7. In the summer I wonder how we can race at Calder all season, in the winter I wonder how you do it up there all season.But it's a great excuse for a mid-winter trip back to the city… "We have to look at some horses!"

  8. Look at all of this Aqueduct love! Thanks, everyone, for reading and taking the time to comment. Good to know that the old place out in Queens still has its fans. Looking very forward to heading out there on Saturday.

  9. As a fellow city teacher I'm used to getting home for the late double too. Big A signals the beginning of the dark and depressing days of winter but it does have a certain charm to it and makes us appreciate the spring and summer. I'm just glad their Christmas break is not when we have off of school!

  10. If and when the VLT's are implemented and the Big A starts looking like The Taj Mahal (as it deserves to be) I'm going to come back and point this post out.For $10 million in handle every racing day, New Yorkers deserve a better kept facility than this. This is Big League racing in the Big Apple!! Hoping that day comes sooner rather than later. Steve Zorn, yes.Billy "the Bomber" Turner is on my radar screen again this meet.I'll be watching for Talking Blues as he needed the race today.Good luck with him this winter.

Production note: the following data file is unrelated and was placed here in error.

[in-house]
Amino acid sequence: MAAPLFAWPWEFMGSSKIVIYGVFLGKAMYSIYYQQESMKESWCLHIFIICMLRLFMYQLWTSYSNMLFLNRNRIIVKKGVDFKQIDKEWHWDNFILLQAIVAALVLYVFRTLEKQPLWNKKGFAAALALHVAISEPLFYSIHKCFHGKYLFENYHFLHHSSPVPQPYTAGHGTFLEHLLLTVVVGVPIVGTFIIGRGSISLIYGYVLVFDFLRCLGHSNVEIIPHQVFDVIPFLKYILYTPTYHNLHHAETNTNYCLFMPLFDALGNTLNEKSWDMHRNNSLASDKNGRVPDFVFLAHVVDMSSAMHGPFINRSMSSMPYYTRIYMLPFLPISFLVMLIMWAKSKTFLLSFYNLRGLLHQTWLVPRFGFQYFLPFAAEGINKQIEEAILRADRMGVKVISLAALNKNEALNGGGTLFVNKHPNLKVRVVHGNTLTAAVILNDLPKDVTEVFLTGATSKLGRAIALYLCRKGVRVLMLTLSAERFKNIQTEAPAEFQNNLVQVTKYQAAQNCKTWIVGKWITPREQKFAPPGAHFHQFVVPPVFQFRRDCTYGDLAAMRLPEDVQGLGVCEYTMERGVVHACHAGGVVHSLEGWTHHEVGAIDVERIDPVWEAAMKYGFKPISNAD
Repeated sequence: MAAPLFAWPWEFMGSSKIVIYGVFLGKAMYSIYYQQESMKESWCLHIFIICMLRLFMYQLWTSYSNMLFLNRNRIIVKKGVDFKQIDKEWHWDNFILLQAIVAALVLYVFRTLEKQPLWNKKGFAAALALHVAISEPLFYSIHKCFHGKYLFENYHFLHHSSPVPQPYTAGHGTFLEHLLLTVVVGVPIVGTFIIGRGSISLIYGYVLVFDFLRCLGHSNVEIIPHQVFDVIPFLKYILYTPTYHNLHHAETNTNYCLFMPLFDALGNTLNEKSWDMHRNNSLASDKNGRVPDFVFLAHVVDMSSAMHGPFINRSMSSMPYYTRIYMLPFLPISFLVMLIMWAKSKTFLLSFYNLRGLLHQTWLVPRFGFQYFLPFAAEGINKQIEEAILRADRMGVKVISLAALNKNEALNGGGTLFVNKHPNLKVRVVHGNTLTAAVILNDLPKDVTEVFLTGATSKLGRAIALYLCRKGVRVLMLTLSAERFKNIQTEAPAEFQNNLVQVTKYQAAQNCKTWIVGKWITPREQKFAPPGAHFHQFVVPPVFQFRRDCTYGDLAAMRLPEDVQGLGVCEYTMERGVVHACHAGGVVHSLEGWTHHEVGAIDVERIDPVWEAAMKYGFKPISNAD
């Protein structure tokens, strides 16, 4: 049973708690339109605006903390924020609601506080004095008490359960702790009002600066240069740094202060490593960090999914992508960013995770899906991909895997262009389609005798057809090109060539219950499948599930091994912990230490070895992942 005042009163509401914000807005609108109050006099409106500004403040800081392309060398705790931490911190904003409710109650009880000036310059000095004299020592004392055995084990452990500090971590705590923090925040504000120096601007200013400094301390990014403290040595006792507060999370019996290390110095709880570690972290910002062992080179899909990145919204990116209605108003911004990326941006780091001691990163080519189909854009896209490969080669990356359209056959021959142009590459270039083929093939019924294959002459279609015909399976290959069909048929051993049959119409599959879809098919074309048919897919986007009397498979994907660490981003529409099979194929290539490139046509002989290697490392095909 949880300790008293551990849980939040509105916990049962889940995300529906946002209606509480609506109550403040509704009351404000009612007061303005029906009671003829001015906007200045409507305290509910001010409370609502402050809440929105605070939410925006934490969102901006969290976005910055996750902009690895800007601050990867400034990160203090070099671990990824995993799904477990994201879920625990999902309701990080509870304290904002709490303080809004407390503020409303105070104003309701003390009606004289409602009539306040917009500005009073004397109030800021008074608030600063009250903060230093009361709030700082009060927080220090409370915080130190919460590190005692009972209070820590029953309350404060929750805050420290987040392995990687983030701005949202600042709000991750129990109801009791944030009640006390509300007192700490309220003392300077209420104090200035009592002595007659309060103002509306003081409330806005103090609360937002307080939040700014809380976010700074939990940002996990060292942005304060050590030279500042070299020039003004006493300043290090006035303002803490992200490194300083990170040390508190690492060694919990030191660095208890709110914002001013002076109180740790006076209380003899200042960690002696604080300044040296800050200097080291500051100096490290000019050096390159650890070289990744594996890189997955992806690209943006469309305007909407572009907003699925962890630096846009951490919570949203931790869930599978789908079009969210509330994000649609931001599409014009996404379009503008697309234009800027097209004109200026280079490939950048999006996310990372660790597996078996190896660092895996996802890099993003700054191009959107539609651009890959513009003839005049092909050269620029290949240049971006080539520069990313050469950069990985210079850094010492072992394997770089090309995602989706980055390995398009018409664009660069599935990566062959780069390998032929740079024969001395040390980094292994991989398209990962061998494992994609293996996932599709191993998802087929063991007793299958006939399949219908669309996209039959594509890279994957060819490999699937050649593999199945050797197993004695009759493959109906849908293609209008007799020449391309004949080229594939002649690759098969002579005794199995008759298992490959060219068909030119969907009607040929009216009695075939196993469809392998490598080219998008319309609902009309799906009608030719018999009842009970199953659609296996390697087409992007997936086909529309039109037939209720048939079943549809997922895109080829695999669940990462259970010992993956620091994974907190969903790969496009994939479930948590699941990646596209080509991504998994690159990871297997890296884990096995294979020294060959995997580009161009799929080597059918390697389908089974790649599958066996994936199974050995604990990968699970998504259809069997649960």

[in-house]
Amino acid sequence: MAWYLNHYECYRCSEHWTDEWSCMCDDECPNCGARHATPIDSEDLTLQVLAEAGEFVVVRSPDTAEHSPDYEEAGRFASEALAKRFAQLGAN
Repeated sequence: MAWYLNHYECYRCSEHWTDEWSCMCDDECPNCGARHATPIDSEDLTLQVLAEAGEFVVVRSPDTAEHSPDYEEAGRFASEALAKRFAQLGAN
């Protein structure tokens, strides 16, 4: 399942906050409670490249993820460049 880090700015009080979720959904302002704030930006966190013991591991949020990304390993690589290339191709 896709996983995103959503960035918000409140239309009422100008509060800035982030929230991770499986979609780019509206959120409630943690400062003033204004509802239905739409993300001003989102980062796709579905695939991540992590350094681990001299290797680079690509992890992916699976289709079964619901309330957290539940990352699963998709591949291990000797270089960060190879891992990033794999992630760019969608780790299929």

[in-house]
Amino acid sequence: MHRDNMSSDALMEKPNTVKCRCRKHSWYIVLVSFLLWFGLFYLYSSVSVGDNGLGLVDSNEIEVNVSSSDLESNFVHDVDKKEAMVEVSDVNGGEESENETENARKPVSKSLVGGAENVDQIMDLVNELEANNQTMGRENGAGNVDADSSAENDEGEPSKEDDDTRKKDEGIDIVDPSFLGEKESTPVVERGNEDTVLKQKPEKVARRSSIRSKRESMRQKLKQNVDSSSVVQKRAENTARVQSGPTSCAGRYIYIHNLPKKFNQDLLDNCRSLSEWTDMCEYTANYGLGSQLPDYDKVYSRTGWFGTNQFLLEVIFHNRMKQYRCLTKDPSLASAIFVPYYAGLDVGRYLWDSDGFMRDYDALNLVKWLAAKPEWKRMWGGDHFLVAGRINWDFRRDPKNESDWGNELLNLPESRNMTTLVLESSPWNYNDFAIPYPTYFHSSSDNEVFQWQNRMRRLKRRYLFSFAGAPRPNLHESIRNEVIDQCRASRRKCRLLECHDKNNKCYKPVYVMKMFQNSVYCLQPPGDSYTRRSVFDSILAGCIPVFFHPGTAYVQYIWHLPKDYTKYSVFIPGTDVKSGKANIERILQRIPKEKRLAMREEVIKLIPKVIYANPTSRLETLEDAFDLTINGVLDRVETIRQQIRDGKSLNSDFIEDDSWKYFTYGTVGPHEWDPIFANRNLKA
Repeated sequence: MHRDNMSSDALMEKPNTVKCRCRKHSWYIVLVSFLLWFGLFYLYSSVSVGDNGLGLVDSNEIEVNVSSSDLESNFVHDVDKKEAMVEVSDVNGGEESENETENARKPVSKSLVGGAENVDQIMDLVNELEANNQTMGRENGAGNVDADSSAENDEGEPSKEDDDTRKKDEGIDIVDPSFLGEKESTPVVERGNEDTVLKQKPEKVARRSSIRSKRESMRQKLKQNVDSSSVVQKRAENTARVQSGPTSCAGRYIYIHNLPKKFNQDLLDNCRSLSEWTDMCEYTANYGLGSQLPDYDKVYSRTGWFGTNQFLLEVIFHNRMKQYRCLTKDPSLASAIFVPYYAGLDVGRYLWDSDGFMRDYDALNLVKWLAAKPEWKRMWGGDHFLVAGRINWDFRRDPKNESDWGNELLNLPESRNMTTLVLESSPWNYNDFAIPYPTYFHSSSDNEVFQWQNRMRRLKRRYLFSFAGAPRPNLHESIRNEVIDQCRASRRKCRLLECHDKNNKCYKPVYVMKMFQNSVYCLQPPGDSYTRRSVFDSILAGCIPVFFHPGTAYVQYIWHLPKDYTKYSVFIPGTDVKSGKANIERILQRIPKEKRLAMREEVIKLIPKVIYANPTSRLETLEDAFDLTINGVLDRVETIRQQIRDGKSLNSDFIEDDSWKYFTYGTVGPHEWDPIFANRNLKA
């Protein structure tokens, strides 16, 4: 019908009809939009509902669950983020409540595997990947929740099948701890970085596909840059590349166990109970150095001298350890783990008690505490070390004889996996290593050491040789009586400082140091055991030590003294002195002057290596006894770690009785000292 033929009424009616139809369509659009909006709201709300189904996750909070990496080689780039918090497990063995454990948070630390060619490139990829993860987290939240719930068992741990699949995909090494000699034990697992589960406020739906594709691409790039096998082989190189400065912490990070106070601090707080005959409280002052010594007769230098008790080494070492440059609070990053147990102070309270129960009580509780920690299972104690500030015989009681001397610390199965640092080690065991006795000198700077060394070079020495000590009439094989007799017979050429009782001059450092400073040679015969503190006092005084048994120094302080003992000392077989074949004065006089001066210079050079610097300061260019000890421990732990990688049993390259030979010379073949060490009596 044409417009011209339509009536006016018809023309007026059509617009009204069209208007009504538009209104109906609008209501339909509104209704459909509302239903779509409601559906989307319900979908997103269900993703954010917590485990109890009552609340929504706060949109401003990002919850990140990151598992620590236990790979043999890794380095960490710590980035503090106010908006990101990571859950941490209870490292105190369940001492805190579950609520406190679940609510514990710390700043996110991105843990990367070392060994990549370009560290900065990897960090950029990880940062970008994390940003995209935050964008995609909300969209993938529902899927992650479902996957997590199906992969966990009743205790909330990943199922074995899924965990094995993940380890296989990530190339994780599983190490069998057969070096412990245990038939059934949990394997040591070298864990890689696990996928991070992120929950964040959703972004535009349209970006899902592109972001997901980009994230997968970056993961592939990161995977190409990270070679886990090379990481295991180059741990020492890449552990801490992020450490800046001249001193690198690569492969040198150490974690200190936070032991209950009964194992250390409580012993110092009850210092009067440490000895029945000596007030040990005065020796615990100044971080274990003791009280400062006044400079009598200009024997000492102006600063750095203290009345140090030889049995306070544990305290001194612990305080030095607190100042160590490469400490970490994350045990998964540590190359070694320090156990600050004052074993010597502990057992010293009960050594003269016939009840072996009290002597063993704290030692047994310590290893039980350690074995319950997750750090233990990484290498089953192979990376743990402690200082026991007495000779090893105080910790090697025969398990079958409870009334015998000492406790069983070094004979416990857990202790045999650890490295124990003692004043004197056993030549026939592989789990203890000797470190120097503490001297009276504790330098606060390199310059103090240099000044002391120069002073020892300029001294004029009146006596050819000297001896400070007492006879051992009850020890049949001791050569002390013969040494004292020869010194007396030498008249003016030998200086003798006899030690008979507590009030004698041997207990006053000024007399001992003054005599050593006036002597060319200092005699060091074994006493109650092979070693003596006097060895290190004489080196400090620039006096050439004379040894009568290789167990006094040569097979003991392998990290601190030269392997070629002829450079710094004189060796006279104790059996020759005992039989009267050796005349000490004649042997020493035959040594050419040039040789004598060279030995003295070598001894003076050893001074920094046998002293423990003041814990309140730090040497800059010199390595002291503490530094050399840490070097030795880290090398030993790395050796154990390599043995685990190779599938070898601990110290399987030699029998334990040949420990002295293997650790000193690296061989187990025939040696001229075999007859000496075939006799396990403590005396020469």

11. The Big A reminds me of my childhood. I went many times out to the Big A and the now demolished Shea Stadium. I knew both Queens facilities lacked charm butI loved them just the same. I actually miss Shea now that it is gone, I feel old now and I fear I will miss the Big A even more when it eventually turns into a gaudy racino or whatever they end up calling it.

  12. Aqueduct has the most formful racing in the entire northen hemisphere. No turf sprints/polycrap/7F or weird distances. (Inner track of course). It is the only track that you can bet $1,000 to win and just worry about your handicapping and not some other minutia. My favorite track in the world.